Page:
This book presents a set of basic understandings of the behavior and response of solids to propagating shock waves. The propagation of shock waves in a solid body is accompanied by large compressions, decompression, and shear. Thus, the shear strength of solids and any inelastic response due to shock- wave propagation is of the utmost importance. Furthermore, shock compres- sion of solids is always accompanied by heating, and the rise of local tempera- ture which may be due to both compression and dissipation. For many solids, under a certain range of impact pressures, a two-wave structure arises such that the first wave, called the elastic prescursor, travels with the speed of sound; and the second wave, called a plastic shock wave, travels at a slower speed. Shock-wave loading of solids is normally accomplished by either projectile impact, such as produced by guns or by explosives. The shock heating and compression of solids covers a wide range of temperatures and densities. For example, the temperature may be as high as a few electron volts (1 eV = 11,500 K) for very strong shocks and the densification may be as high as four times the normal density.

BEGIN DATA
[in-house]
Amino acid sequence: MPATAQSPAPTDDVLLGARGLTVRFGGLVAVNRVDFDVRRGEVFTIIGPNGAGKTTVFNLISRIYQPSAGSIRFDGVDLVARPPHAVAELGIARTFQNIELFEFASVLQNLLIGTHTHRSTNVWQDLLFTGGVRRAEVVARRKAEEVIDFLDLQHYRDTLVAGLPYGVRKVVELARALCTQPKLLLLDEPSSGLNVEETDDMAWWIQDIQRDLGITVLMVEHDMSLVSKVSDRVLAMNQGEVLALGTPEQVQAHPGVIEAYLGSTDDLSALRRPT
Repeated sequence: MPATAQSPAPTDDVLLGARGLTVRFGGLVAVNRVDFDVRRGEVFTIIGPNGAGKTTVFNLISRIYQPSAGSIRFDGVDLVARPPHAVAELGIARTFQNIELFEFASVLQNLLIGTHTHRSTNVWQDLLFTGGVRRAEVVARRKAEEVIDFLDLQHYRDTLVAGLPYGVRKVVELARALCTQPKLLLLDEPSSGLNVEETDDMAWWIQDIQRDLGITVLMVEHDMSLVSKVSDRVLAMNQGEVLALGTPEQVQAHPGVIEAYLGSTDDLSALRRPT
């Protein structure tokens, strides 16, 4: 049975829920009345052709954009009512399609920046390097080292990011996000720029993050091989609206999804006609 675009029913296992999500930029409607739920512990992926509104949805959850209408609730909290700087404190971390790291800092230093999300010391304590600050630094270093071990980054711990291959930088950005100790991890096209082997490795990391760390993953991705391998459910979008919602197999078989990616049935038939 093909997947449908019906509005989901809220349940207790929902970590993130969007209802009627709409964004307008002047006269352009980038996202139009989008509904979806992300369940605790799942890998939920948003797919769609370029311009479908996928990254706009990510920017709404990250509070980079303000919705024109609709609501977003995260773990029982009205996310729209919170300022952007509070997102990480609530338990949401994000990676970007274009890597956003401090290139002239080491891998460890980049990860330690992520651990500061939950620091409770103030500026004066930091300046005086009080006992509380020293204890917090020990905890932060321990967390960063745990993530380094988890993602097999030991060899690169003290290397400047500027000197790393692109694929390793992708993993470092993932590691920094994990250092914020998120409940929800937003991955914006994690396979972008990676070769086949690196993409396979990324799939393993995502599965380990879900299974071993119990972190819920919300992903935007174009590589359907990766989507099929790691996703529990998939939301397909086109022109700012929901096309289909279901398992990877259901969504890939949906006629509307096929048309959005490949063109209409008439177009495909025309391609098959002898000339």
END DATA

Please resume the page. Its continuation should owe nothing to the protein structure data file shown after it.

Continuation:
Publisher: Springer-Verlag New York Inc.